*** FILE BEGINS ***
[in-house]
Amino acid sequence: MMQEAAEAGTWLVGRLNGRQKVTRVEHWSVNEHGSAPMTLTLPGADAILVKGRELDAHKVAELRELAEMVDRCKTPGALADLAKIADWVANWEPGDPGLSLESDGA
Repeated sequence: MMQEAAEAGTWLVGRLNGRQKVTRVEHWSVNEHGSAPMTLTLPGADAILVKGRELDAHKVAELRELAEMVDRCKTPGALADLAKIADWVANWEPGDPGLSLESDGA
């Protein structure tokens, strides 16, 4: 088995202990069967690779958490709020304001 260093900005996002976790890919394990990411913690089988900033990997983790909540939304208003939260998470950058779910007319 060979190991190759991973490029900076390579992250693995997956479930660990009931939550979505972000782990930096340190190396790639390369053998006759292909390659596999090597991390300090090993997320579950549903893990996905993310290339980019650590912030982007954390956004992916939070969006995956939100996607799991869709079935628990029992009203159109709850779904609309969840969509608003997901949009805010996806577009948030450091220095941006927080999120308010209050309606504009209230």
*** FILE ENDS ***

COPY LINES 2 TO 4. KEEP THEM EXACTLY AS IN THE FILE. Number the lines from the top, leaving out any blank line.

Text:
Amino acid sequence: MMQEAAEAGTWLVGRLNGRQKVTRVEHWSVNEHGSAPMTLTLPGADAILVKGRELDAHKVAELRELAEMVDRCKTPGALADLAKIADWVANWEPGDPGLSLESDGA
Repeated sequence: MMQEAAEAGTWLVGRLNGRQKVTRVEHWSVNEHGSAPMTLTLPGADAILVKGRELDAHKVAELRELAEMVDRCKTPGALADLAKIADWVANWEPGDPGLSLESDGA
């Protein structure tokens, strides 16, 4: 088995202990069967690779958490709020304001 260093900005996002976790890919394990990411913690089988900033990997983790909540939304208003939260998470950058779910007319 060979190991190759991973490029900076390579992250693995997956479930660990009931939550979505972000782990930096340190190396790639390369053998006759292909390659596999090597991390300090090993997320579950549903893990996905993310290339980019650590912030982007954390956004992916939070969006995956939100996607799991869709079935628990029992009203159109709850779904609309969840969509608003997901949009805010996806577009948030450091220095941006927080999120308010209050309606504009209230």